As the global centre of economic growth moves to Asia, India has captured the attention of developed economies looking for new investment and trade opportunities, says a new report.
Washington: As the global centre of economic growth moves to Asia, India has captured the attention of developed economies looking for new investment and trade opportunities, says a new report.
Noting that recent growth in India has also emanated from a number of under-examined sectors other than information technology (IT) sector, it says, the Indian economy will need to continue to diversify in order to propel its development
And the US will need to pay close attention to all aspects of these changes in order to sustain strong bilateral economic ties, says the report by Wadhwani Chair in US-India Policy Studies at the Centre for Strategic & International Studies (CSIS).
Authored by CSIS fellow Persis Khambatta Karl Inderfurth, Wadhwani Chair and former assistant secretary of state for South Asia, the report lists some key recommendations from its year-long Emerging Indian Economy Signature Speaker Series.
There is arguably no sector more critical to India's future growth than energy, says the report, with a chronic energy shortage, inadequate infrastructure, and an insatiable demand coupled with environmental concerns.
Vikram Mehta of the Shell Group of Companies (India) stressed that India must find a way to handle a surge in energy demand, highlighting that technology is underutilised, the environment is threatened, and New Delhi has an inadequate policy framework through which to address these issues.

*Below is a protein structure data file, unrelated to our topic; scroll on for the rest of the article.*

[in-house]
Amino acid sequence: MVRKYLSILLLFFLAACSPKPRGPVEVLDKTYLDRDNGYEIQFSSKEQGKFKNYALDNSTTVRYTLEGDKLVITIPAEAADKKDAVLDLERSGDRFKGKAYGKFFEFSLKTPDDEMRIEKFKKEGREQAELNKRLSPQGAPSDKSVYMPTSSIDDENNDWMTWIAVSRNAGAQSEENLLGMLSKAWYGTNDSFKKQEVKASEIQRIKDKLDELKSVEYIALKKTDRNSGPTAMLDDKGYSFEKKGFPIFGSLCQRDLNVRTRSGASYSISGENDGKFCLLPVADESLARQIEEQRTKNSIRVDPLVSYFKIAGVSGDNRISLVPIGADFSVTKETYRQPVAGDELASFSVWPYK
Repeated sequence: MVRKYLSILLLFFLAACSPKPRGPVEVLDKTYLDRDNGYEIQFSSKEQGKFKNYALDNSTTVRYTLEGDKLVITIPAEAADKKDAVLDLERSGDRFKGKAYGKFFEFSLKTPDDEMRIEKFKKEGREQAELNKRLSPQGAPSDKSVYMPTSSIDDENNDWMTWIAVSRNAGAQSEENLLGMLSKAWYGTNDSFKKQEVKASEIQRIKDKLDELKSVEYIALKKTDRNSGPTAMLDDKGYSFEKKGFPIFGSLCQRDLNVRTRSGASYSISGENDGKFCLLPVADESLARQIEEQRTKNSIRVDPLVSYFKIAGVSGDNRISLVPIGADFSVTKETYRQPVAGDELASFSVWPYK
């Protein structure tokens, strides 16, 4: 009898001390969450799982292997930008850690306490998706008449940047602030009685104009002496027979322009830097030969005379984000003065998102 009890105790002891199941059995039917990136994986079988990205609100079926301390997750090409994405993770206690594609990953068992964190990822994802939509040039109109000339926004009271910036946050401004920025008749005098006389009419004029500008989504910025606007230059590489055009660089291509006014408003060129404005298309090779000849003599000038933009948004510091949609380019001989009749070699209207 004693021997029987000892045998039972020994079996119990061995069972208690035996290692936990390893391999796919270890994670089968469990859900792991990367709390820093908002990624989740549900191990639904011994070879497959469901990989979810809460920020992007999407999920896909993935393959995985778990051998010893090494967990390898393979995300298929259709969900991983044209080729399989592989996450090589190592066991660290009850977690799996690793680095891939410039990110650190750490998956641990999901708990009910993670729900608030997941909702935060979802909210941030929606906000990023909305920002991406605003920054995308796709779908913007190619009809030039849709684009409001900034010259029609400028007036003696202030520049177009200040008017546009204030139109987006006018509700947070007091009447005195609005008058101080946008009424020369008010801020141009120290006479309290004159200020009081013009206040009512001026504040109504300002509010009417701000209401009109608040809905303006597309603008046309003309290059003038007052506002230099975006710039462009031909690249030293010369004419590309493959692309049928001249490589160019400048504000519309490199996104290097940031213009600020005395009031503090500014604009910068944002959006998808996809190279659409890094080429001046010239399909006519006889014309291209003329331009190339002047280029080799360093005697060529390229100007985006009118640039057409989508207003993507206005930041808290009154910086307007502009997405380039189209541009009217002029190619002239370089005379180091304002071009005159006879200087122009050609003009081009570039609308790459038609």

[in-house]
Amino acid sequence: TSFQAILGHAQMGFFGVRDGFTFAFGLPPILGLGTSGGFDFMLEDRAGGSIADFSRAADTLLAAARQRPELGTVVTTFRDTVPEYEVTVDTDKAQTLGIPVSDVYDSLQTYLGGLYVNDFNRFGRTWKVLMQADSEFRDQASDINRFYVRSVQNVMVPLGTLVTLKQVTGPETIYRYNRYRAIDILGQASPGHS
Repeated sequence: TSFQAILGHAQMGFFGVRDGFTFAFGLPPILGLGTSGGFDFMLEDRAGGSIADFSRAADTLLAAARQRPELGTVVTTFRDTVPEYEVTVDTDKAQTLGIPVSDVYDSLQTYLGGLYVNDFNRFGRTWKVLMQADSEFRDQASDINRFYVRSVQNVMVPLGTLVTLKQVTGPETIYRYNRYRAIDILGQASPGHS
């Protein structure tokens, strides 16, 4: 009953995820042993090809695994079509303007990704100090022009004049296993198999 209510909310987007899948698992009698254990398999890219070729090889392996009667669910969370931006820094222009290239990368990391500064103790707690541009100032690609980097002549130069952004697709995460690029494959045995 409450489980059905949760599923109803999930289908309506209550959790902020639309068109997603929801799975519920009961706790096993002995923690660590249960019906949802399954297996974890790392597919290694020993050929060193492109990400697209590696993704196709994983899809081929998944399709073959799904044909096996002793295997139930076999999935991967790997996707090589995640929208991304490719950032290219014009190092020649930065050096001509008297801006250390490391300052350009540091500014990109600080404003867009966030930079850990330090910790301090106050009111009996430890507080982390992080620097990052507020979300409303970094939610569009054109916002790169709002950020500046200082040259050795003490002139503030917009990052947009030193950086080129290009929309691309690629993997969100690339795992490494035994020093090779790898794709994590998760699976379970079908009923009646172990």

Rajiv Lall of the Infrastructure Development Finance Company used the term "infrastruggles" to describe the obstacles facing the private sector for the delivery of infrastructure-related services.
John Flannery of GE India suggested that governments should view infrastructure as a top national priority after national security. Innovative, efficient infrastructure enables many other vital sectors to flourish.
Indian health care industry's biggest challenges include ramping up capacity to serve hundreds of millions of citizens and a growing incidence of non-communicable diseases, according to Prathap Reddy of the Apollo Hospitals Group.
India's National Manufacturing Policy plans to increase the sector's share of GDP from 16 percent to 25 percent, including creating 100 million new jobs.
Explaining how India can accomplish this, Arvind Goel of Tata AutoComp Systems referred to a number of policy instruments, including the recent creation of National Investment and Manufacturing Zones, zones in which state and central governments modify regulations on difficult issues in order to encourage greater manufacturing growth.